HILLSBORO – Swansea attorney Tom Keefe signed an order on Dec. 14, agreeing to not resort to snide, insulting, derogatory, uncivil or harassing comments in Montgomery County circuit court.
Keefe withdraws an allegation that lawyers for DOT Foods and a trucking subsidiary deserve sanctions for misconduct at a deposition of a company witness.
He concedes that his client Sarah Deatherage must answer questions about dating and social life.
He agrees not to disparage opposing counsel in email to lawyers having no connection with the case, as he did to Bill Knapp.
The order binds defense counsel too, but it specifies that they signed it in reliance on Keefe’s representation that he will proceed in civil fashion.
Circuit judge Douglas Jarman prepared the order rather than hold a hearing on disputes that had reached a boiling point.
Keefe filed the suit in 2013, in Madison County circuit court.
He sought damages from DOT Foods, a private company in Mount Sterling, for the death of state trooper Kyle Deatherage.
He also sought damages from DOT Transportation and driver Johnny Felton.
Defendants moved to transfer, arguing the suit didn’t connect to Madison County.
Circuit judge Dennis Ruth denied the motion, but Fifth District appellate judges reversed him in September 2014.
They ruled that judges could hear the case in Brown, Sangamon, or Montgomery counties, but not Madison.
In October 2014, Keefe and Deatherage held a press conference to suggest that Supreme Court Justice Lloyd Karmeier manipulated the Fifth District as a favor to DOT Foods owners.
The event, which was held weeks before Karmeier’s retention election, happened at around the same time other lawyers bought television time to accuse him of favoring campaign contributors. Keefe also paid for anti-Karmeier robo calls that Deatherage recorded.
Voters retained Karmeier.
Deatherage then chose Montgomery County over Brown and Sangamon.
Next, she testified at the Capitol about the injustice of the transfer.
Defendants deposed her in July, and one of them asked about dating.
Keefe ordered her not to answer.
Defendants moved to compel a second deposition, arguing that the question related to her claim of grief and mental suffering.
Illinois did not allow such a claim in a wrongful death suit until 2007, and neither side in Hillsboro has brought forth cases that shed light on its meaning.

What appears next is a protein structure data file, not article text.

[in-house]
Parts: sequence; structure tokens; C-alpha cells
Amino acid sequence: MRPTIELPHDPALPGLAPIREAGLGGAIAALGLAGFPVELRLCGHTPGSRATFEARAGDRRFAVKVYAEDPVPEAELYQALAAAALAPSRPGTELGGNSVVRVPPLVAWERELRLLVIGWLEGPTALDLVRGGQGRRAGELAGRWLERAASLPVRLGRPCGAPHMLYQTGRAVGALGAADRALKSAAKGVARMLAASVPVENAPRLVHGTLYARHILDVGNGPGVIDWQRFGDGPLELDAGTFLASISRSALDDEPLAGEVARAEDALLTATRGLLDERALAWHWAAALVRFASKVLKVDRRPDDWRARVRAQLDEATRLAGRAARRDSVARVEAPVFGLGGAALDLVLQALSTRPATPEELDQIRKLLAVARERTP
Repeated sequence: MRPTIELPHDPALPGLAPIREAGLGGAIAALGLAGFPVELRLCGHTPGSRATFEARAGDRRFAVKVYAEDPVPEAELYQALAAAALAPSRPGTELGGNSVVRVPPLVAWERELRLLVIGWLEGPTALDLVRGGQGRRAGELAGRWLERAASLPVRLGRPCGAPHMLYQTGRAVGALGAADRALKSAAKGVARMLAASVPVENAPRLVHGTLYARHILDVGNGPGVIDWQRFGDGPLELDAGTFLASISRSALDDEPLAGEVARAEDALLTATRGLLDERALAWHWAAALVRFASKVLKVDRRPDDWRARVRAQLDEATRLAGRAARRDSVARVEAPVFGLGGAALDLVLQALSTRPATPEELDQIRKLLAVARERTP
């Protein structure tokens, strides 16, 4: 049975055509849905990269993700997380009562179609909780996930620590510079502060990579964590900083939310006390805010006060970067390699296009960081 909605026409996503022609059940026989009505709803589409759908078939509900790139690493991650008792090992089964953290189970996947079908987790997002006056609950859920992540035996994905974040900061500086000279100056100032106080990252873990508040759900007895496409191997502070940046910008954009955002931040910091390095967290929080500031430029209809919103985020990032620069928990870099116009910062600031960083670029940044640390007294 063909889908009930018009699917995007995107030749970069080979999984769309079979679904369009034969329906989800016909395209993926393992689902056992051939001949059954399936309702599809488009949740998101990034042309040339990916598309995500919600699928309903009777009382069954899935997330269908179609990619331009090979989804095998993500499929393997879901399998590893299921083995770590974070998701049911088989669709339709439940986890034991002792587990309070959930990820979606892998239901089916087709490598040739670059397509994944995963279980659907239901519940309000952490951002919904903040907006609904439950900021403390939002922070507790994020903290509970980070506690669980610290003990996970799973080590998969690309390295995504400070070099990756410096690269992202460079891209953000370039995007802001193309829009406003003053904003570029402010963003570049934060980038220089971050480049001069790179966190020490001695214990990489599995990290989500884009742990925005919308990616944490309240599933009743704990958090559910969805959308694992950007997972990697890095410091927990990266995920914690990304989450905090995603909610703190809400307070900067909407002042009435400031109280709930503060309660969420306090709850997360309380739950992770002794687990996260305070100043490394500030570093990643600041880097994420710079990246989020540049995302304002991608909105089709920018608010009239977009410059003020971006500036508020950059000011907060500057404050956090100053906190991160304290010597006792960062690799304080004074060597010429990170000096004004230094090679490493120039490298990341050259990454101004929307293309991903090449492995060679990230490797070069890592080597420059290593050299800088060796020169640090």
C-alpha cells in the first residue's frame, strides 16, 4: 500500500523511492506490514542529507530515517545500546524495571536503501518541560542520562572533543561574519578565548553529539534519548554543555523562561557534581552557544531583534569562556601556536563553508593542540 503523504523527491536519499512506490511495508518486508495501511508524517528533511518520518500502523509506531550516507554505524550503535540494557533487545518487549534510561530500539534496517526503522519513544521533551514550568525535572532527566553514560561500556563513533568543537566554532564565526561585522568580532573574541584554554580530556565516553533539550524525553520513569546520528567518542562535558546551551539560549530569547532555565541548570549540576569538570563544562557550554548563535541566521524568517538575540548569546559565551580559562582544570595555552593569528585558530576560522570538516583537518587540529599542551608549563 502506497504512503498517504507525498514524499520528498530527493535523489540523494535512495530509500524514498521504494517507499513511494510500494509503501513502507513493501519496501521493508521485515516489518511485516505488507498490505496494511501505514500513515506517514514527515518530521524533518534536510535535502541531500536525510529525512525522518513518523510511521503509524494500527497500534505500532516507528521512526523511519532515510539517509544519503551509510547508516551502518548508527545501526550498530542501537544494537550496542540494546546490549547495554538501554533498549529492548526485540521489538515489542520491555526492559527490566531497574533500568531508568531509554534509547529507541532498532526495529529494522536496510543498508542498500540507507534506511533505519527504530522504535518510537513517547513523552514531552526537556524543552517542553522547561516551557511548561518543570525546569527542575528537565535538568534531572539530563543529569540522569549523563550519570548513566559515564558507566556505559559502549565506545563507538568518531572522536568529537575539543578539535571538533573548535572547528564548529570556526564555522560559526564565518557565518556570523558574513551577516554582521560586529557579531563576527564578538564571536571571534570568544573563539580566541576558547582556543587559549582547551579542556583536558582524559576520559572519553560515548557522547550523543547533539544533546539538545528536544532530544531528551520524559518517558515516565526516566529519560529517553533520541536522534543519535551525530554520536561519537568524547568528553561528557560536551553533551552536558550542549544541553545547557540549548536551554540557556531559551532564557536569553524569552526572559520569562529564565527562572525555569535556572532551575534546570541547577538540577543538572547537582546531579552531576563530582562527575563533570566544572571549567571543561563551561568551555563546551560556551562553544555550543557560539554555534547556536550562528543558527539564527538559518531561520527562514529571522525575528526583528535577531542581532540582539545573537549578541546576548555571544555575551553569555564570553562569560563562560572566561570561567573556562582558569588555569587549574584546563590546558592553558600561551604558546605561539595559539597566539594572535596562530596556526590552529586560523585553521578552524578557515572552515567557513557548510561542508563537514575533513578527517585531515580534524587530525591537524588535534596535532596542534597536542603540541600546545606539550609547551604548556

In September, Jarman found the question relevant and ordered another deposition.
Keefe moved for reconsideration.
Then he turned up the temperature by moving to sanction DOT Foods counsel Don Devitt and DOT Transportation counsel Don Tracy.
Keefe claimed they took a company witness out of the room for 20 minutes and brought him back to change his testimony.
Devitt and Tracy answered with a motion for a protective order, writing that they had refrained from bringing Keefe’s conduct to the court’s attention.
They wrote that his motion for sanctions compelled them to disclose transcripts and emails showing “efforts to intimidate defendants and their attorneys.”
They unloaded months of bitter messages including a July 18 tirade against Tracy, a member of the family that owns DOT Foods.
Keefe had just learned that DOT Transportation relieved its lawyer of duties, and he asked if that meant Tracy would actually try the case.
“I, for one, will waive my fee if you will,” Keefe wrote.
“I will work the trial date around your Illinois Gaming Board duties and your cocktail hours with the Governor. Are you a member of the Wine Club?
“Your company’s behavior seems to be precisely the kind of chicanery your pal Bruce is trying to protect.
“I think with more digging we could make this a George Ryan redux – a high level appointment of the Governor representing and is a part owner of a company whose corrupt safety practices killed a state trooper and that same company hires and pays the lawyer for the poor driver from Georgia and gets him to plead guilty to a felony to avoid a high profile trial and a public viewing of the company’s dirty laundry?”
Devitt and Tracy concluded each section of the motion by writing, “This court should not tolerate this conduct.”
They also responded to Keefe’s motion for sanctions, and he replied by calling their conduct reprehensible, shameful, and unethical.
He accused them of leaking to the Record.
With all these disputes ripe for hot debate in Jarman’s court on Monday, Dec. 14, the temperature suddenly dropped.
On Friday, Dec. 11, lawyer Louis DePaepe of Taylorville entered an appearance as Keefe’s co counsel.
By Monday morning, all parties had agreed to cancel the hearing.
Later that day, Jarman filed an agreed order bearing his signature and those of Keefe, DePaepe, Devitt, and Knapp’s partner Donald Ohl.
It provided that Deatherage withdrew the motion for reconsideration of a second deposition and the motion for sanctions.
It provided that DOT Foods and DOT Transportation withdrew their motion for protective order, “in reliance on this order and plaintiff’s representation by co-counsel, Louis DePaepe, and on the agreement and representation by counsel Thomas Keefe, that said counsel shall be dedicated to proceeding with discovery in civil fashion and without resort to any comments that would be construed by this Court to be snide, insulting, derogatory, uncivil or harassing.”
The agreed order also banned press conferences, robocalls, blast emails, legislative appearances, or media interviews without his leave.
It banned disparaging remarks to parties having no connection to the case.
It ordered prompt discussion of discovery disputes or accusations of misconduct prior to the filing of any motion for sanctions.